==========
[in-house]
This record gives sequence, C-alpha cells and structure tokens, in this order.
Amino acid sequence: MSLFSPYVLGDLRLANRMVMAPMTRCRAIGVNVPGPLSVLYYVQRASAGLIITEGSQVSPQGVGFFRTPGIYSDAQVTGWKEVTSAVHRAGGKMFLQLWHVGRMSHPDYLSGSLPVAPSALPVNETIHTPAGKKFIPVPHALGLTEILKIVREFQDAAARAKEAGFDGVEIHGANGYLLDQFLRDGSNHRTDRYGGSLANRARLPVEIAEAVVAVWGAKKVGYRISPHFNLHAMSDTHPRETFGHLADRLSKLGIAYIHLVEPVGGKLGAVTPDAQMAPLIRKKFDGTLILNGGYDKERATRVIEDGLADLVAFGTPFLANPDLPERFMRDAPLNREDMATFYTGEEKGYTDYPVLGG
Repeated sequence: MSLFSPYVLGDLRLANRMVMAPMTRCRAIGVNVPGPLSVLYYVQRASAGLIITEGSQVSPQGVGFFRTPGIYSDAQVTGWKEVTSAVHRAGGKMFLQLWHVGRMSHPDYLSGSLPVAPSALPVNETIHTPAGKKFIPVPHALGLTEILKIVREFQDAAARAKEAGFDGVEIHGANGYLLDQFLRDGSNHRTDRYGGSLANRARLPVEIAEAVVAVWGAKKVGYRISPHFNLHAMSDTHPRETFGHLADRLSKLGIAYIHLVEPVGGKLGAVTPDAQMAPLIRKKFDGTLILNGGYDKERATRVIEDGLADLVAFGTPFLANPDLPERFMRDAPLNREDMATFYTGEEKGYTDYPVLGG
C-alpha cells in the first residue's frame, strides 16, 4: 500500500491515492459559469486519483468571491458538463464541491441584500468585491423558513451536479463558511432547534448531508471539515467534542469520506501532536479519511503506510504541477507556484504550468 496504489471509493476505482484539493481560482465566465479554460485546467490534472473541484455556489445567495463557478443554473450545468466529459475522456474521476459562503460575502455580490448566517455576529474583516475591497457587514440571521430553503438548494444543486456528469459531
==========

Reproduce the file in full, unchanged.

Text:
[in-house]
This record gives sequence, C-alpha cells and structure tokens, in this order.
Amino acid sequence: MSLFSPYVLGDLRLANRMVMAPMTRCRAIGVNVPGPLSVLYYVQRASAGLIITEGSQVSPQGVGFFRTPGIYSDAQVTGWKEVTSAVHRAGGKMFLQLWHVGRMSHPDYLSGSLPVAPSALPVNETIHTPAGKKFIPVPHALGLTEILKIVREFQDAAARAKEAGFDGVEIHGANGYLLDQFLRDGSNHRTDRYGGSLANRARLPVEIAEAVVAVWGAKKVGYRISPHFNLHAMSDTHPRETFGHLADRLSKLGIAYIHLVEPVGGKLGAVTPDAQMAPLIRKKFDGTLILNGGYDKERATRVIEDGLADLVAFGTPFLANPDLPERFMRDAPLNREDMATFYTGEEKGYTDYPVLGG
Repeated sequence: MSLFSPYVLGDLRLANRMVMAPMTRCRAIGVNVPGPLSVLYYVQRASAGLIITEGSQVSPQGVGFFRTPGIYSDAQVTGWKEVTSAVHRAGGKMFLQLWHVGRMSHPDYLSGSLPVAPSALPVNETIHTPAGKKFIPVPHALGLTEILKIVREFQDAAARAKEAGFDGVEIHGANGYLLDQFLRDGSNHRTDRYGGSLANRARLPVEIAEAVVAVWGAKKVGYRISPHFNLHAMSDTHPRETFGHLADRLSKLGIAYIHLVEPVGGKLGAVTPDAQMAPLIRKKFDGTLILNGGYDKERATRVIEDGLADLVAFGTPFLANPDLPERFMRDAPLNREDMATFYTGEEKGYTDYPVLGG
C-alpha cells in the first residue's frame, strides 16, 4: 500500500491515492459559469486519483468571491458538463464541491441584500468585491423558513451536479463558511432547534448531508471539515467534542469520506501532536479519511503506510504541477507556484504550468 496504489471509493476505482484539493481560482465566465479554460485546467490534472473541484455556489445567495463557478443554473450545468466529459475522456474521476459562503460575502455580490448566517455576529474583516475591497457587514440571521430553503438548494444543486456528469459531